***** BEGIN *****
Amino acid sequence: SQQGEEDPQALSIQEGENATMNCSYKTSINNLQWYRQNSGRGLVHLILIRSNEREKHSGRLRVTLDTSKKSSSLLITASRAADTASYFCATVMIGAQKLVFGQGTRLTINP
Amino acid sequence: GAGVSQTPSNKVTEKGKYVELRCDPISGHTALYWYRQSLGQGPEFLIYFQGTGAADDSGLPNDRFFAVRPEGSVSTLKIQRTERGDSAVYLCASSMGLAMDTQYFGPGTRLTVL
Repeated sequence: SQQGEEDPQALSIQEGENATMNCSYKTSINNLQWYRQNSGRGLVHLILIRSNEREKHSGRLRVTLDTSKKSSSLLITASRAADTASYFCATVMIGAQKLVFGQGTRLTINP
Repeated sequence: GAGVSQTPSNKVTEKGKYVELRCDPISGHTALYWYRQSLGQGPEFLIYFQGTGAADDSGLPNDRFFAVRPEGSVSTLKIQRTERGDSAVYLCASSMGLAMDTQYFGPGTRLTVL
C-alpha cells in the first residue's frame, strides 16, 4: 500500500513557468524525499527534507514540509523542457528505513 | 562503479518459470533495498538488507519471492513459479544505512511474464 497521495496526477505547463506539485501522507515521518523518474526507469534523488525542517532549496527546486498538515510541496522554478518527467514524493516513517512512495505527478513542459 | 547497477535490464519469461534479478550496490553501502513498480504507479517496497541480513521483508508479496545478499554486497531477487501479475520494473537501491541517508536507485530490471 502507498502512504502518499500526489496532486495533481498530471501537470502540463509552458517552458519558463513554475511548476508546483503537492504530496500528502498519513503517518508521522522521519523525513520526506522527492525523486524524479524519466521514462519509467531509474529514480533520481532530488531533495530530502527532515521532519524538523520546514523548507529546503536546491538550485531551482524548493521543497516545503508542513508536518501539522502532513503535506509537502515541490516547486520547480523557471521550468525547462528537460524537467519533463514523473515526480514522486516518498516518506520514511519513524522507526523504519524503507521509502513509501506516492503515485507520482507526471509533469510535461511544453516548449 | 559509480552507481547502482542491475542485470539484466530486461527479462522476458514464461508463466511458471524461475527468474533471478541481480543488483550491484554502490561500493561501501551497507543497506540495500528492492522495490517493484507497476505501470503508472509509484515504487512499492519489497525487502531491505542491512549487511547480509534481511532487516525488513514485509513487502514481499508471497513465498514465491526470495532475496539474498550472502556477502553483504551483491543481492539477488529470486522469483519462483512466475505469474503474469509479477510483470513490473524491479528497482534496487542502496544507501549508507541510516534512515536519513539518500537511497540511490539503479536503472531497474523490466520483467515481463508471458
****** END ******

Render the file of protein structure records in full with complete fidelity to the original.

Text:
Amino acid sequence: SQQGEEDPQALSIQEGENATMNCSYKTSINNLQWYRQNSGRGLVHLILIRSNEREKHSGRLRVTLDTSKKSSSLLITASRAADTASYFCATVMIGAQKLVFGQGTRLTINP
Amino acid sequence: GAGVSQTPSNKVTEKGKYVELRCDPISGHTALYWYRQSLGQGPEFLIYFQGTGAADDSGLPNDRFFAVRPEGSVSTLKIQRTERGDSAVYLCASSMGLAMDTQYFGPGTRLTVL
Repeated sequence: SQQGEEDPQALSIQEGENATMNCSYKTSINNLQWYRQNSGRGLVHLILIRSNEREKHSGRLRVTLDTSKKSSSLLITASRAADTASYFCATVMIGAQKLVFGQGTRLTINP
Repeated sequence: GAGVSQTPSNKVTEKGKYVELRCDPISGHTALYWYRQSLGQGPEFLIYFQGTGAADDSGLPNDRFFAVRPEGSVSTLKIQRTERGDSAVYLCASSMGLAMDTQYFGPGTRLTVL
C-alpha cells in the first residue's frame, strides 16, 4: 500500500513557468524525499527534507514540509523542457528505513 | 562503479518459470533495498538488507519471492513459479544505512511474464 497521495496526477505547463506539485501522507515521518523518474526507469534523488525542517532549496527546486498538515510541496522554478518527467514524493516513517512512495505527478513542459 | 547497477535490464519469461534479478550496490553501502513498480504507479517496497541480513521483508508479496545478499554486497531477487501479475520494473537501491541517508536507485530490471 502507498502512504502518499500526489496532486495533481498530471501537470502540463509552458517552458519558463513554475511548476508546483503537492504530496500528502498519513503517518508521522522521519523525513520526506522527492525523486524524479524519466521514462519509467531509474529514480533520481532530488531533495530530502527532515521532519524538523520546514523548507529546503536546491538550485531551482524548493521543497516545503508542513508536518501539522502532513503535506509537502515541490516547486520547480523557471521550468525547462528537460524537467519533463514523473515526480514522486516518498516518506520514511519513524522507526523504519524503507521509502513509501506516492503515485507520482507526471509533469510535461511544453516548449 | 559509480552507481547502482542491475542485470539484466530486461527479462522476458514464461508463466511458471524461475527468474533471478541481480543488483550491484554502490561500493561501501551497507543497506540495500528492492522495490517493484507497476505501470503508472509509484515504487512499492519489497525487502531491505542491512549487511547480509534481511532487516525488513514485509513487502514481499508471497513465498514465491526470495532475496539474498550472502556477502553483504551483491543481492539477488529470486522469483519462483512466475505469474503474469509479477510483470513490473524491479528497482534496487542502496544507501549508507541510516534512515536519513539518500537511497540511490539503479536503472531497474523490466520483467515481463508471458